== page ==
Effect of inosine supplementation on aerobic and anaerobic cycling performance Academic Article uri icon

abstract

  • Ten competitive male cyclists completed a Wingate Bike Test (WIN), a 30-min self-paced cycling performance bout (END), and a constant load, supramaximal cycling spring (SPN) to fatigue following 5 d of oral supplementation (5,000 mg.day-1) with inosine and placebo. Blood samples were obtained prior to and following both supplementation periods, and following each cycling test. Uric acid concentration was higher (P < 0.05) following supplementation with inosine versus placebo, but 2,3-DPG concentration was not changed. The data from WIN demonstrate that there were no significant differences in peak power (8.5 +/- 0.3 vs 8.4 +/- 0.3 W.kg body mass-1), end power (7.0 +/- 0.3 vs 6.9 +/- 0.2 W.kg body mass-1), fatigue index (18 +/- 2 vs 18 +/- 2%), total work completed (0.45 +/- 0.02 vs 0.45 +/- 0.02 kJ.kg body mass-1.30-s-1), and post-test lactate (12.2 +/- 0.5 vs 12.9 +/- 0.6 mmol.l-1) between the inosine and placebo trials, respectively. No difference was present in the total amount of work completed (6.1 +/- 0.3 vs 6.0 +/- 0.3 kJ.kg body mass-1) or post-test lactate (8.4 +/- 1.0 vs 9.9 +/- 1.3 mmol.l-1) during END between the inosine and placebo trials, respectively. Time to fatigue was longer (P < 0.05) during SPN for the placebo (109.7 +/- 5.6 s) versus the inosine (99.7 +/- 6.9 s) trial, but post-test lactate (14.8 +/- 0.7 vs 14.6 +/- 0.8 mmol.l-1) was not different between the treatments, respectively. These findings demonstrate that prolonged inosine supplementation does not appear to improve aerobic performance and short-term power production during cycling and may actually have an ergolytic effect under some test conditions.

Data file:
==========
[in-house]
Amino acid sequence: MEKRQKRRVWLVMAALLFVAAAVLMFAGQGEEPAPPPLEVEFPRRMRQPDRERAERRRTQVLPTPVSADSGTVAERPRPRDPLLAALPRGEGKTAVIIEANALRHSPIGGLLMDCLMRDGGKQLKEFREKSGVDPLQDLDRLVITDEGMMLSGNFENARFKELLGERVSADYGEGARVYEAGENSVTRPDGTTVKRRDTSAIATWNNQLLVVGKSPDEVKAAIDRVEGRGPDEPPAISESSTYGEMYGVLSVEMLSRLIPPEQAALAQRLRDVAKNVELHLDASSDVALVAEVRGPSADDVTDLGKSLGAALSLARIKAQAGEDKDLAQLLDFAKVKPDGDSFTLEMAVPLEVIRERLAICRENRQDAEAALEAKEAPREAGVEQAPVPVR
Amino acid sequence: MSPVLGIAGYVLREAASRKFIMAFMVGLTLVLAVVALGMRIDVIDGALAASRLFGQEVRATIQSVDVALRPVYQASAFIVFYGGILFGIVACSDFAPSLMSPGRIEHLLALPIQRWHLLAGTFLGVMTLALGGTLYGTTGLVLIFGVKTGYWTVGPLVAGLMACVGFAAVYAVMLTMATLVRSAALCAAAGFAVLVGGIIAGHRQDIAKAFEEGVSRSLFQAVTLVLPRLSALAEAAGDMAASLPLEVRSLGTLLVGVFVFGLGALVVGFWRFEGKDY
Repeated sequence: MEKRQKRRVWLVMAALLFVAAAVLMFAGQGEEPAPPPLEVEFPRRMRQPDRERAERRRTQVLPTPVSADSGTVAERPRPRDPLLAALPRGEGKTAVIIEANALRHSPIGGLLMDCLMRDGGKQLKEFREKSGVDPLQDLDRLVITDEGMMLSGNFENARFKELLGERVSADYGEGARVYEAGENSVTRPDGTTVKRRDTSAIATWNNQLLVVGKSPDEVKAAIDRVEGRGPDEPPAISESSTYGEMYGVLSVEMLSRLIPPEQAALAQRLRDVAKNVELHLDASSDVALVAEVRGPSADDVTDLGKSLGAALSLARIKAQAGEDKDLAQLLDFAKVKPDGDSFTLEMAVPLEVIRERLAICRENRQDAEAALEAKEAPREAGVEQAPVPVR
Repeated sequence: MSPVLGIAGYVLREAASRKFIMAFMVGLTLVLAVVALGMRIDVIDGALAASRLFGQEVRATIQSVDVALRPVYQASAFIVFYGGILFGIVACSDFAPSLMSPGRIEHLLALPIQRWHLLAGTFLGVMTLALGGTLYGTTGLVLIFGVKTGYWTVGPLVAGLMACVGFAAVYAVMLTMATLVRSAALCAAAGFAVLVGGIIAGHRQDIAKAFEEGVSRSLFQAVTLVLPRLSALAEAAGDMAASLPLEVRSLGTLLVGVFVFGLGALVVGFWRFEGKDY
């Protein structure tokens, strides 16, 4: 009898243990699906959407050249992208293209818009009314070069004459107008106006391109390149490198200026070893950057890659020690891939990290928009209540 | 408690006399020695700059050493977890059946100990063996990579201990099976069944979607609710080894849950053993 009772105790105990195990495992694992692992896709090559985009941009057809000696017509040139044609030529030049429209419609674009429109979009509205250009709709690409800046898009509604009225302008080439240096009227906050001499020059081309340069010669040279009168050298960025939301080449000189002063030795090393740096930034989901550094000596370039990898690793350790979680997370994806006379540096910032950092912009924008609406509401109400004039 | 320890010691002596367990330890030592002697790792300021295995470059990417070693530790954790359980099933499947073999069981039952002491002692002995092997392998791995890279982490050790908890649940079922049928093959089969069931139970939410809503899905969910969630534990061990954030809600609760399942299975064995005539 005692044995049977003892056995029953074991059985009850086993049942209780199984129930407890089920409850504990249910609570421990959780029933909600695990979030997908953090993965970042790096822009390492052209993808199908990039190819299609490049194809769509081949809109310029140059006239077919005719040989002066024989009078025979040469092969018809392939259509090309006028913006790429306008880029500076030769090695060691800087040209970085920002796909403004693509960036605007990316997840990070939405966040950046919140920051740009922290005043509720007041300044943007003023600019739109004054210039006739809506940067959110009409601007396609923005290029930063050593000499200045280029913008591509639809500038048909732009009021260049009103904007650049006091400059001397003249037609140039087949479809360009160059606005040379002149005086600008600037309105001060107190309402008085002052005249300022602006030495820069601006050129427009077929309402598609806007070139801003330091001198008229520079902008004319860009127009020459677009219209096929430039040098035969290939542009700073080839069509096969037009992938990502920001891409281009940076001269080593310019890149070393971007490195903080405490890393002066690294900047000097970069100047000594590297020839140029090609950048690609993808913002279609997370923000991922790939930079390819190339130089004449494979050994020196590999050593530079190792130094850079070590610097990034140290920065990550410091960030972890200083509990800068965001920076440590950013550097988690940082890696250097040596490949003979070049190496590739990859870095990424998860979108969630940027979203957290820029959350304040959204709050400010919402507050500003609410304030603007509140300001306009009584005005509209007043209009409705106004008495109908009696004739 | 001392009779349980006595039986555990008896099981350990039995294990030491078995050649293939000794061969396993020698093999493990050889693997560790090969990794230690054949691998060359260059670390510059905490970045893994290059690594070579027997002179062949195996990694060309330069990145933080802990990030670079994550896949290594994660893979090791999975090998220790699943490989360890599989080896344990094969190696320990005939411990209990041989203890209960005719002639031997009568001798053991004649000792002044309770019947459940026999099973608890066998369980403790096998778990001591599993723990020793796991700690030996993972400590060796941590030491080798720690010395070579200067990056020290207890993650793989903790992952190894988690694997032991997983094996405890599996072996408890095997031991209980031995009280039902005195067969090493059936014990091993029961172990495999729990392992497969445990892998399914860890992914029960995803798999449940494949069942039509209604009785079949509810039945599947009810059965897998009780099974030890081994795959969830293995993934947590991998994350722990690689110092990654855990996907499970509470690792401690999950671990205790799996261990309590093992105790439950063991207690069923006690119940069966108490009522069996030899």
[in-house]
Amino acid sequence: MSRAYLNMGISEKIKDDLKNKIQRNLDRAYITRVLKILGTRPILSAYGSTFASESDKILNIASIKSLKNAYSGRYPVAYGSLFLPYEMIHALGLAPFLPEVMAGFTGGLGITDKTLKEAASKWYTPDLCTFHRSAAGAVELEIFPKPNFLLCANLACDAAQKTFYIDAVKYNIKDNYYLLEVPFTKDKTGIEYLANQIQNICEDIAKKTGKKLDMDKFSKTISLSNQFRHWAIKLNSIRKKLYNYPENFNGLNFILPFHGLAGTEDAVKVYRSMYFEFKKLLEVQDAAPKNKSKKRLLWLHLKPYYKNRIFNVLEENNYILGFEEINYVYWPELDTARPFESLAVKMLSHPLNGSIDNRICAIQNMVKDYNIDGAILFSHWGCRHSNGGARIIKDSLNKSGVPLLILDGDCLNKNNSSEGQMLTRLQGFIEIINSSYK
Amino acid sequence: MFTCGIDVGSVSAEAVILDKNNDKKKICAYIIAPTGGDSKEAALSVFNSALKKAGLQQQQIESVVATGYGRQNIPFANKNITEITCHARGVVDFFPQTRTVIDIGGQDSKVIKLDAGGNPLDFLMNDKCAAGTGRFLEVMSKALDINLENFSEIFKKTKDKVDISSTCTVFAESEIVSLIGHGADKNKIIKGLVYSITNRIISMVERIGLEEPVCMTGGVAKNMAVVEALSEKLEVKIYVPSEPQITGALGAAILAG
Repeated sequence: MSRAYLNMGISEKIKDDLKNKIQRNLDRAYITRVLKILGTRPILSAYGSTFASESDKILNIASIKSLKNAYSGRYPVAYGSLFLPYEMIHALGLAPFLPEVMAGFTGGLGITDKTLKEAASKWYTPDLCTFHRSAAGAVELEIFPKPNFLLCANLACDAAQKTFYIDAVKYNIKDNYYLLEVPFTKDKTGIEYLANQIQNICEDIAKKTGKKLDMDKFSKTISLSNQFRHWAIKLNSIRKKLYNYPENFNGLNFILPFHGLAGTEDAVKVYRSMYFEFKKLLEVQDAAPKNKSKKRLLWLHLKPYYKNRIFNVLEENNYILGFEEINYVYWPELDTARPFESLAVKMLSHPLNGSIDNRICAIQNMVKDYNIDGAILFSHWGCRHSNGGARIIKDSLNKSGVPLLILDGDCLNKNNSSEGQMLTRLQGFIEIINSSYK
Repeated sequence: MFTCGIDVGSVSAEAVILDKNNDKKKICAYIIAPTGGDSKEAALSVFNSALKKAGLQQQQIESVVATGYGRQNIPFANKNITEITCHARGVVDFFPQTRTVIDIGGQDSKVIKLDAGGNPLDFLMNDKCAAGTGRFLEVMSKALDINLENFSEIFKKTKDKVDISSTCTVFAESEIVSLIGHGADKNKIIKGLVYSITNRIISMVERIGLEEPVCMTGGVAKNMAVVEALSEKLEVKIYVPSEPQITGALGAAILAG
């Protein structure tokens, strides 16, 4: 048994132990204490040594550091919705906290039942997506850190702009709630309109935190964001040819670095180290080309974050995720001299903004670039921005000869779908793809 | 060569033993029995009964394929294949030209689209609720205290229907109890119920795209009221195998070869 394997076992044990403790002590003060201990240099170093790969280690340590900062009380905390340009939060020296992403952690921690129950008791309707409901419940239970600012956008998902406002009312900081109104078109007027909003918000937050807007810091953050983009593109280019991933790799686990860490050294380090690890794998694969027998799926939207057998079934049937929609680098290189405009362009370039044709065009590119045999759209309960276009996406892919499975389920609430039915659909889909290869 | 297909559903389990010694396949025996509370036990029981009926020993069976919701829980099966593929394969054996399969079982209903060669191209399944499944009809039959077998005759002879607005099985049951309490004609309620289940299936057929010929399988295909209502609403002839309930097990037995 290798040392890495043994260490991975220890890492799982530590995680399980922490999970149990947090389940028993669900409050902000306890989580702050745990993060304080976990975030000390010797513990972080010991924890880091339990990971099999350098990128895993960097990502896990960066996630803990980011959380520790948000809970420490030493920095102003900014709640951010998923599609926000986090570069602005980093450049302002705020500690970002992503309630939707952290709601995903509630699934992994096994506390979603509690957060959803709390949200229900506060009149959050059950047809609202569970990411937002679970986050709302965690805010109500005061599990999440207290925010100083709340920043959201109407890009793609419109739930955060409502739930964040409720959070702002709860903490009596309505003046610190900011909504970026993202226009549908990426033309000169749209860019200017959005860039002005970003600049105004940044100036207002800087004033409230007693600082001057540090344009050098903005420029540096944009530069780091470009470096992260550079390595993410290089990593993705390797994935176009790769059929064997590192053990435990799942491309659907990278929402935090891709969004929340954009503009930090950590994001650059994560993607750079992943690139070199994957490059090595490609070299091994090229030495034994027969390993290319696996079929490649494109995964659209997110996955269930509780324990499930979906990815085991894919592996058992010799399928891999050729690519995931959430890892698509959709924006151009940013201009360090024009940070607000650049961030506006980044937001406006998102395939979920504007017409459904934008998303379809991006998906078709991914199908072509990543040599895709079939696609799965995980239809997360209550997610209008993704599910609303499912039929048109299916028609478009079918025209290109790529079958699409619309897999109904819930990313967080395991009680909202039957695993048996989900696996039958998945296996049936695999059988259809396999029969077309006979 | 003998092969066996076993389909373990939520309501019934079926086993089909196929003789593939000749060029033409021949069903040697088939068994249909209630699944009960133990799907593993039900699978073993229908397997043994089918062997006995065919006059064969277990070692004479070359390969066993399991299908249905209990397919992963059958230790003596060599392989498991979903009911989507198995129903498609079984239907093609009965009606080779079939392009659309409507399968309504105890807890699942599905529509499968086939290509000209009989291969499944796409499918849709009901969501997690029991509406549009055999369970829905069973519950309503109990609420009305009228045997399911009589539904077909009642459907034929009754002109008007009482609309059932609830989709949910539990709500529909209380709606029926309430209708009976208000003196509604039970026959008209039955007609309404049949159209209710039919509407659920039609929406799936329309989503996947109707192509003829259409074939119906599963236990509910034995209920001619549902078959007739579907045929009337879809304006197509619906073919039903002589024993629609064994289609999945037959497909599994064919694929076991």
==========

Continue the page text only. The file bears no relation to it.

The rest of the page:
author list (cited authors)

  • D., S. R., A., T. T., R., S. K., MELINDA, S., C., J. A., J., F. W., & L., C. D.

citation count

  • 33

publication date

  • September 1996